Bringing light to sorrow: How the drama department is honoring Sandy Hook Elementary

The cast of ‘26 Pebbles’ prepares to honor Sandy Hook Elementary through their performances on Oct. 9, 10

Braeden Jackson

The cast of ‘26 Pebbles’ prepares to honor Sandy Hook Elementary through their performances on Oct. 9, 10

Elizabeth Pischke, Copy Editor

1,316. There have been 1,316 school shootings that have occurred in America since 1970, and 18% of them have taken place after the 2012 Sandy Hook Elementary tragedy. 

These statistics, and the overall topic of increasing gun violence in America, is only part of the reason Senior Erica Heiselman pitched “26 Pebbles” as the fall show for the drama department. “26 Pebbles” tells the story of the aftermath and victims of the Sandy Hook shooting, which Heiselman, the show’s director, believed would be an eye-opening tale for the community to witness. 

PV Spartan Drama is no stranger to shows which tackle heavy subjects. In 2016 they performed “Sweeny Todd” and most recently, in 2019, tackled the subject of bullying through their performance of “Carrie: The Musical.” 

However, while “26 Pebbles” comes with its own weighty message, it provides a sense of unity: one Heiselman sees relating to the current state of the world. “This show is all about a community coming together in times of tragedy and hardship,” Heiselman explained. “[It is] similar to the experiences the world is going through right now with COVID-19.”

Preparing for such a tribute took much time, hard work and education. To prepare for their parts, each cast member was assigned two victims to research before putting together a small presentation to share with the other cast and crew members. This way, everyone was able to learn more about the people they would be portraying in their performance. 

Senior Jared Jones believes the research project played a huge part in learning his role. “It was really difficult to prepare and get into these character’s mindsets because they are real people who have been through some extremely rough times,” he explained. “But through this research project, [the cast was] able to be more emotional in our connection to our characters and in our acting.”

In “26 Pebbles” Jones plays three different characters – Mike, Chris and Rabbi Praver. Mike and Chris were two figures who both did as much as they could to help people during the crisis because they truly cared about the community and its members.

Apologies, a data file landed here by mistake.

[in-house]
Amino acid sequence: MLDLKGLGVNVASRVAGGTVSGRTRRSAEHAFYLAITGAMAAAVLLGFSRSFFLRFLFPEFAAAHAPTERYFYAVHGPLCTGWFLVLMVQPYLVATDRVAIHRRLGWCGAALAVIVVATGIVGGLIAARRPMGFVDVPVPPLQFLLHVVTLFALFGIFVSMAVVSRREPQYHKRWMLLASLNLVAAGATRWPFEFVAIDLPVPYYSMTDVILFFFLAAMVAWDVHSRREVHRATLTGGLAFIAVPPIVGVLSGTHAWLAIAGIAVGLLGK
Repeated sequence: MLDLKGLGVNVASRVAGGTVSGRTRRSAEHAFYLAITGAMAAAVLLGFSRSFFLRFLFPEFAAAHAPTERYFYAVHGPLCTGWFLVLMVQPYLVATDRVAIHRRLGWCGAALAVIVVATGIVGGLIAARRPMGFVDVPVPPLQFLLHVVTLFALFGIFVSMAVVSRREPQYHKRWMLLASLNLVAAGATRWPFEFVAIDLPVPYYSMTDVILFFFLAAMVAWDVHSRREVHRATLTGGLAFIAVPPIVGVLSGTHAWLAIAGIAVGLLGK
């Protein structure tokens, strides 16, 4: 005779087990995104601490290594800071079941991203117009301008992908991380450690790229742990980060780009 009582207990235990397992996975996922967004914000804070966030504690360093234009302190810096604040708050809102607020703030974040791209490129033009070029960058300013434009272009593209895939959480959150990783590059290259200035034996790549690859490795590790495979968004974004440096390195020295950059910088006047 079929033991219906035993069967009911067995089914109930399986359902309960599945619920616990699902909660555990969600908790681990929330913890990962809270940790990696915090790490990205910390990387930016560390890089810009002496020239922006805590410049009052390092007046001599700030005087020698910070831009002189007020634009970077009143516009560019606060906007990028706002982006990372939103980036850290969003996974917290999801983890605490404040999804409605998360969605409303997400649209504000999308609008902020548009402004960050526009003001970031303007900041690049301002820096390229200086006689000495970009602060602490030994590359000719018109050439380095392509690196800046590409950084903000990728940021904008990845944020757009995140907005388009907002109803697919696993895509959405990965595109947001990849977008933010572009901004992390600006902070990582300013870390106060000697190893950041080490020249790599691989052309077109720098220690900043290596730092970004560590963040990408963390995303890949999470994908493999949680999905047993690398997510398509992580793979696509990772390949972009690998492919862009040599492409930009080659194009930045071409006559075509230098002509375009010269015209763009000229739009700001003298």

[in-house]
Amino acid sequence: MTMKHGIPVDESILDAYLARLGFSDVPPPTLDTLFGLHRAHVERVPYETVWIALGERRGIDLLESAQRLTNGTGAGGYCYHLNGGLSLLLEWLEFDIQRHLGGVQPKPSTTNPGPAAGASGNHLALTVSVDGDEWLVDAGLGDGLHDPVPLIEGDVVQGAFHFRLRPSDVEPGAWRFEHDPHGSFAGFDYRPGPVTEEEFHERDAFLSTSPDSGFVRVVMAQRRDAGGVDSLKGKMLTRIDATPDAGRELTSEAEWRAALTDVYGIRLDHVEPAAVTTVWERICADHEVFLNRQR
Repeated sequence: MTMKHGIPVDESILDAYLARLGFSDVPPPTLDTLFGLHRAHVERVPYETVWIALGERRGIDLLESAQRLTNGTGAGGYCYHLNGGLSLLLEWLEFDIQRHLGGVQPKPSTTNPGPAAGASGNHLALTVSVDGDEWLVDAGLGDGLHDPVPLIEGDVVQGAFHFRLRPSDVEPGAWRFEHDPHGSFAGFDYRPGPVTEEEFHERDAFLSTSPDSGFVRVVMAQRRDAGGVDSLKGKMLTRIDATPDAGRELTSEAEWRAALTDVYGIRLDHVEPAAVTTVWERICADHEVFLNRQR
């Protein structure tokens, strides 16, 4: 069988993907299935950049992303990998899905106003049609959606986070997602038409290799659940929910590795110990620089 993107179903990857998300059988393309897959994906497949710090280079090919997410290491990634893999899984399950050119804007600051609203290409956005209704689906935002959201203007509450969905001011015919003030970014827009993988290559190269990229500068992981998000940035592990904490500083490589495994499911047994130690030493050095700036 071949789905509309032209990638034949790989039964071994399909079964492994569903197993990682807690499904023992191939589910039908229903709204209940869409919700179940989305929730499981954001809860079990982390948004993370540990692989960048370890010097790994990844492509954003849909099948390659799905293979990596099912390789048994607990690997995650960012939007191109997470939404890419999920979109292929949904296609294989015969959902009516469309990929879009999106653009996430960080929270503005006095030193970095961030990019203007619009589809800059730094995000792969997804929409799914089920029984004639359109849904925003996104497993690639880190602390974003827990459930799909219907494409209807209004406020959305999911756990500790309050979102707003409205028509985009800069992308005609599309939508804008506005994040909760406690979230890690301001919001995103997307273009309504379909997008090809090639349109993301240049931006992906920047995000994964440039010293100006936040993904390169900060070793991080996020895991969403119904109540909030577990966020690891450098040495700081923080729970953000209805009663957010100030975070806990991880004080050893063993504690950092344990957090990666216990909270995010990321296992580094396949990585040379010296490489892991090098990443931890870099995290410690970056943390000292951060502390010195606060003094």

Rabbi Praver was a religious member of the town who put aside everything once tragedy struck to console and pray for people. “His whole character sends a message to step up, don’t wait,” Jones stated. “If you see something happening and know you can do something about it, take action. No matter what, you will make an impact.” 

With such a serious piece of art, there can be a risk of possible backlash. However, this was never a concern for Heiselman because she believed the issues discussed in the show are ones society has been ignoring for far too long. 

Instead of focusing on the heaviness of the show, Heiselman wanted the audience to grasp the many messages “26 Pebbles” provides. “First and foremost, I want people to understand the importance of gun control and mental health in our country,” she said. “In addition to this, “26 Pebbles” shows the audience that love trumps all.”

As for Jones, he wanted the audience to take away the idea of multiple valid viewpoints on the same issue. “Not everything is black or white, yes or no,” he expressed. 

Throughout the show, an idea or event is being often discussed by multiple people at the same time. One character may be furious, while another is showing how desperately they are trying to keep it together. Being able to see these different reactions simultaneously, is something Jones thought the audience would appreciate watching. 

Overall, “26 Pebbles”, according to Jones, is a universal show. He explained by saying the show is not solely about school shootings, but about bigger themes as well. “It talks about community, laughter, tragedy, grieving, healing and coming back together,” he said. “This show’s message can reach almost any facet of human life. It is much larger than what you’d first think.”

In a world with much sorrow, the drama program is hoping to provide some light by performing this show to give the Sandy Hook community a meaningful tribute.